Is stricter censorship necessary for local gang-related movies?

October 03, 2021 - 08:58

Do locally made movies about gangs influence violent behaviour in real life?


Illustration by Trịnh Lập

An Phương

Do locally made movies about gangs influence violent behaviour in real life?

At a recent meeting on revisions to the Law on Cinema, the chairman of the National Assembly’s Committee for National Defence and Security, Lê Tấn Tới, said that violent movies and dramas such as Người phán xử (The Arbitrator) have negative effects on viewers’ perceptions and tendency to commit crimes.

“After Người phán xử was aired on national TV channel VTV1, gang-related activities occurred more frequently,” he said, adding that someone should be responsible for this problem.

As reported in local newspapers, many movie experts have found the assumption to lack objectivity and evidence. Being a movie lover myself, I can’t help but agree with them.

Người phán xử has been one of the most successful crime dramas aired during the 'golden time' and my family loves it!” Thu Hà, 28, told me.

“Since the drama depicts a number of violent scenes and profanity, I was honestly surprised to see them since Việt Nam is known for strict censorship. But I found Người phán xử to be very entertaining to watch,” she said.

Hà’s friend, Thanh Đa, told me dramas like Người phán xử had brought a breath of fresh air to the local movie scene. 

“I grew up with so many family dramas and mostly saw gangster movies from overseas. To be honest, I hadn’t realised that Việt Nam needed more of this genre until Người phán xử came out. It has changed my perspective and levelled up my respect for local filmmakers. Don’t get me wrong! I’m not questioning their skills but praising their efforts in making something relatively rare to see in the industry,” Đa added.

I agree with them and appreciate local filmmakers tackling the topic of gangsters in a more direct manner and not shying away from making them one-of-a-kind experiences for locals who are fans of this genre.

“Some people have the right to say that drama can potentially affect viewers’ perception of crime, but it is more important to prove a real correlation between the two subjects,” Hà said.

“How about movies about broken families? Would viewers start considering divorce as the ultimate end of every marriage? How about films with characters trying to climb up the social ladder by engaging in bad behaviours? Would viewers be encouraged to do the same?” Hà said.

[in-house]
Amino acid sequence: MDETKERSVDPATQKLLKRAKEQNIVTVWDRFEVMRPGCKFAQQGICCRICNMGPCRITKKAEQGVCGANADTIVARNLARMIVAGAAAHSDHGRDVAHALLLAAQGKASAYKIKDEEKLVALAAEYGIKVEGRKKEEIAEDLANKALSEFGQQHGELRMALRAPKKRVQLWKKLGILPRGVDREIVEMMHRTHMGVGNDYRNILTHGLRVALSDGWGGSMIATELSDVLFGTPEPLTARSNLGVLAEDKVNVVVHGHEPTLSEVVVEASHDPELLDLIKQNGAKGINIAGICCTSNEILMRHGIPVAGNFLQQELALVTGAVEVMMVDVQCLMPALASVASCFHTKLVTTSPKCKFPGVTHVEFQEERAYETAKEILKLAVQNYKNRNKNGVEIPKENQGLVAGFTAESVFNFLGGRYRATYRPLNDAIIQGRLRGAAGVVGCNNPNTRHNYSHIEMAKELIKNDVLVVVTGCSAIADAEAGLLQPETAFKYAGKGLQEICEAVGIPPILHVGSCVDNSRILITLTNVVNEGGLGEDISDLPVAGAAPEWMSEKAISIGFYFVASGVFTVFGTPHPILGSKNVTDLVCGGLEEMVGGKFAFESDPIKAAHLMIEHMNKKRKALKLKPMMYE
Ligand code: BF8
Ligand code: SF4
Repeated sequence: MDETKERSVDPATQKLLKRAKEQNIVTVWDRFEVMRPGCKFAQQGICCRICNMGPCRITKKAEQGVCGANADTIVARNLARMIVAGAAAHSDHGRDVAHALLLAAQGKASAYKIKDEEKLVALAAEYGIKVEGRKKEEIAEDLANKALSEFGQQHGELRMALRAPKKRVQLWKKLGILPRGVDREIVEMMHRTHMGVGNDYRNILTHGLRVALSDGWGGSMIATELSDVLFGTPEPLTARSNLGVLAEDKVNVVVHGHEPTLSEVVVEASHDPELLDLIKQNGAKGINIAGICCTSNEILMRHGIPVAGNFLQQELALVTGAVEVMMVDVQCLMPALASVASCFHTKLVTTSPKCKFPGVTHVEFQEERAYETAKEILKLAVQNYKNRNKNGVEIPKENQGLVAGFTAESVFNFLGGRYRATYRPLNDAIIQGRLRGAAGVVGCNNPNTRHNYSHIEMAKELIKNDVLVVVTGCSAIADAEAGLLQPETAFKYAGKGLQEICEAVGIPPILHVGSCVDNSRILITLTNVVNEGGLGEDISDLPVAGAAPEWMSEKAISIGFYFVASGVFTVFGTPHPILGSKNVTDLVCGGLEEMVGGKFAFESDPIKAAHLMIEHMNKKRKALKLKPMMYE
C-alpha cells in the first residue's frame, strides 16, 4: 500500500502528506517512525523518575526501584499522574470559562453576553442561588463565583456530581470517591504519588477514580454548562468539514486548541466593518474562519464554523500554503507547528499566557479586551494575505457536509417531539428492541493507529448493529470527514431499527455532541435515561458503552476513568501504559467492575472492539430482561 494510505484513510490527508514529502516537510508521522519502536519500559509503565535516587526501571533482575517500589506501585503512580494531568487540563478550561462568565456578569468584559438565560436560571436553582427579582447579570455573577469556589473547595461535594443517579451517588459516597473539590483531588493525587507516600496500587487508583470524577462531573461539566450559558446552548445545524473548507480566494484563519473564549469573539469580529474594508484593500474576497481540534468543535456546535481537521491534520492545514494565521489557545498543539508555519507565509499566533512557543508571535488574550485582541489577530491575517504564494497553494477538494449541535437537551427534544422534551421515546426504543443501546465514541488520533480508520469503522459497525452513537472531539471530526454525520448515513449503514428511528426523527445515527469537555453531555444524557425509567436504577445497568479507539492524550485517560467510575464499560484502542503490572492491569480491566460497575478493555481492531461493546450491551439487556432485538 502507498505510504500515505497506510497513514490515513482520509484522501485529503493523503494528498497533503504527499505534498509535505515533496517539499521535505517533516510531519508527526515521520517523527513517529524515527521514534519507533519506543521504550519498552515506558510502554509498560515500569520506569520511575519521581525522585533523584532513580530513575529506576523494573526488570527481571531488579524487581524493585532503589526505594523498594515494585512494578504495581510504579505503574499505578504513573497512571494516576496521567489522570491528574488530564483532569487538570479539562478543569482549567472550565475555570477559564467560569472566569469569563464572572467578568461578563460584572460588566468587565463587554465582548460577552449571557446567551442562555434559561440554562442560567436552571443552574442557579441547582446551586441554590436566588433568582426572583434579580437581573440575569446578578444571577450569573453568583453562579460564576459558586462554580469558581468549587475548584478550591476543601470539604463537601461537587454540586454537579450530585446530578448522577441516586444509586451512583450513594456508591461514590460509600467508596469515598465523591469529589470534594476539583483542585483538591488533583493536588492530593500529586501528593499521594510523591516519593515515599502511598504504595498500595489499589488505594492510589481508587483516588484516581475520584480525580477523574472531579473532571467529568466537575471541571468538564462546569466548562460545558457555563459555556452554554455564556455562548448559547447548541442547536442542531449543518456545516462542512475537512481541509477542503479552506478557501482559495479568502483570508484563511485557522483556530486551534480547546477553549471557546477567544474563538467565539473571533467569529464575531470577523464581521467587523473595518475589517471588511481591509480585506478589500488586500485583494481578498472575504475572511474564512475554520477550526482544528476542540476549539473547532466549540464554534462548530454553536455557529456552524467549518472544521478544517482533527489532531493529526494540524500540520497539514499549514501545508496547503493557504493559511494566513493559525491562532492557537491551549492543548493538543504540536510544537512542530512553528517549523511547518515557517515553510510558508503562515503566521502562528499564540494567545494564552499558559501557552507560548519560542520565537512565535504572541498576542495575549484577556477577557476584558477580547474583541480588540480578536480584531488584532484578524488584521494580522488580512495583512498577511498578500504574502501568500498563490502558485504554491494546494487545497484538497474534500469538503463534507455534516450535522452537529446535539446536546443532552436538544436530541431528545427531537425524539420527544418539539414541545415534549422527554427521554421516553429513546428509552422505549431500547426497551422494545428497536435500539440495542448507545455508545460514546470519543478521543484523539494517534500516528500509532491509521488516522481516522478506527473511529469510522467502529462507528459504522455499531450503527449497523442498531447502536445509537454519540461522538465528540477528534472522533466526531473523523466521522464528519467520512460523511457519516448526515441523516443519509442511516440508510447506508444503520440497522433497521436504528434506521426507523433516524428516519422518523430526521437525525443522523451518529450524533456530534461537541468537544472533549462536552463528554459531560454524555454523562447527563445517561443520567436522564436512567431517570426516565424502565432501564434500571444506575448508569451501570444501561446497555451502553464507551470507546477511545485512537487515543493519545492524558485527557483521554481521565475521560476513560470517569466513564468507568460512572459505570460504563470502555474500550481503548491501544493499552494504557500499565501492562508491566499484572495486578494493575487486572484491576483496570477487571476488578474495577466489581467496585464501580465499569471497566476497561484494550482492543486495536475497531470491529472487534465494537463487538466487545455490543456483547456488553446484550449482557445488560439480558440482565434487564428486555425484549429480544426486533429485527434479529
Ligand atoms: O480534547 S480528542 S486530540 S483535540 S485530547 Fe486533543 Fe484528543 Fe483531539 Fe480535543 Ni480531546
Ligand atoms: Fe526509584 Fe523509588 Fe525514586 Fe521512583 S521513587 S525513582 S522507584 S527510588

Filmmakers make stories about “the bad and the evil” in an effort to “awake” viewers with valuable lessons in life. 

In fact, Người phán xử, after all, delivers multiple meaningful stories about family and love. Considering that its audience members are not children but adults with full cognitive capacity to control their behaviour, I believe jumping to the conclusion about the negative effects of violent movies on viewers without solid research is not persuasive.

More important things should be of concern now, in particular videos on YouTube with dangerous acts, which will potentially hurt younger viewers without supervision and guidance from adults.

“Children and adolescents are vulnerable groups that need better protection from harmful materials floating on the internet. As a parent, I’m looking forward to stricter control over the group of YouTube creators with click-bait and irrelevant content,” Ngọc Ánh, another friend of mine, told me.

“I’ve found multiple web dramas to contain negative messages to the younger audience. Since it is difficult to impose a legal framework on online content, I’ve been having a tough time looking after my son’s viewing time," Ánh said.

She added that the current penalties for YouTubers with harmful content for children are not strong enough to deter them from committing the act again.

According to many experts, movies should have elements in common with real life. And in a society with developed thinkers, movie viewers do not merely look for entertainment but also for sympathy to the pain, hardships and conflicts that main characters have to go through.

A developed movie industry is one where all assets of life are presented with transparency while filmmakers and their audience can have a conversation to truly dissect the matter, understand the world with open perspectives, and gain valuable lessons for themselves.

“The role of movies, I believe, is to reflect reality, and viewers should have the right to feel the beauty of it for themselves,” Đa said.

“Censorship is important to remove harmful content. However, authorities should put their minds in the shoes of both filmmakers and viewers to create an open field for filmmakers to express their creativity and fresh experiences for viewers who crave them," Đa said, adding that laws should be based on real demands in order for the movie industry to move forward sustainably.

We have also seen a fair amount of foreign movies with more violent acts, compared to Người phán xử and found them to be perfectly fine. Indeed, they are a crucial part to make movies’ plots more memorable.

Film director Nguyễn Hoàng Điệp said that Vietnamese films do not have as many advantages as their counterparts since strict censorship had discouraged local filmmakers with attractive topics to go beyond the limit.

Another film director, Nguyễn Quang Dũng, has warned that domestic and foreign investors might leave Việt Nam for another industry or safer markets if stricter rules were to be applied. - VNS